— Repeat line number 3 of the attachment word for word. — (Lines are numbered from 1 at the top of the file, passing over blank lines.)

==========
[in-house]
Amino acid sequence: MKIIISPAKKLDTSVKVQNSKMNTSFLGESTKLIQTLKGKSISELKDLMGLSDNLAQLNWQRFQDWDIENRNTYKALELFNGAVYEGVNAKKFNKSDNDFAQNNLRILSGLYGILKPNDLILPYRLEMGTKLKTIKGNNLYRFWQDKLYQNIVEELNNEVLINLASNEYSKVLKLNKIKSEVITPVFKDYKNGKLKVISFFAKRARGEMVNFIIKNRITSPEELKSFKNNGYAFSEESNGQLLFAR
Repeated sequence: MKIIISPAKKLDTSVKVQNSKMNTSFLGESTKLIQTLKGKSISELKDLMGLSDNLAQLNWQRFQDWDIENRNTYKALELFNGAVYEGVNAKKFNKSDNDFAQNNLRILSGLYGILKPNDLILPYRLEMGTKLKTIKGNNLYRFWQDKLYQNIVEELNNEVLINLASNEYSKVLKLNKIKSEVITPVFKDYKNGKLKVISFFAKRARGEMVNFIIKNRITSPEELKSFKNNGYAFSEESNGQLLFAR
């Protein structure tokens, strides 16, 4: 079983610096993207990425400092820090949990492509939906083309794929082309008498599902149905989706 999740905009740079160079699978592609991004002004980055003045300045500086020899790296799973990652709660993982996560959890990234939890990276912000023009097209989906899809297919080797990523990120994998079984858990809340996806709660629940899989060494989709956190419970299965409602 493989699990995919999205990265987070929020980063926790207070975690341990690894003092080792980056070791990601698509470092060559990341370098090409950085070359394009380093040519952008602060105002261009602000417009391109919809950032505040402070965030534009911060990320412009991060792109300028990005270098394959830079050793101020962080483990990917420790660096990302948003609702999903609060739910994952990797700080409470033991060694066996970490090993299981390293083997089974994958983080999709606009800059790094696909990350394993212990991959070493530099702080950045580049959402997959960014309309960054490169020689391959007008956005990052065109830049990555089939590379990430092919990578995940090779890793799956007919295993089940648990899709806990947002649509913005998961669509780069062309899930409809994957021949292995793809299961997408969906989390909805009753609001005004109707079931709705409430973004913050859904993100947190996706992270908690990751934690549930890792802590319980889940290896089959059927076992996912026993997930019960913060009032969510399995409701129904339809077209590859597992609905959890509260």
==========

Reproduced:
Repeated sequence: MKIIISPAKKLDTSVKVQNSKMNTSFLGESTKLIQTLKGKSISELKDLMGLSDNLAQLNWQRFQDWDIENRNTYKALELFNGAVYEGVNAKKFNKSDNDFAQNNLRILSGLYGILKPNDLILPYRLEMGTKLKTIKGNNLYRFWQDKLYQNIVEELNNEVLINLASNEYSKVLKLNKIKSEVITPVFKDYKNGKLKVISFFAKRARGEMVNFIIKNRITSPEELKSFKNNGYAFSEESNGQLLFAR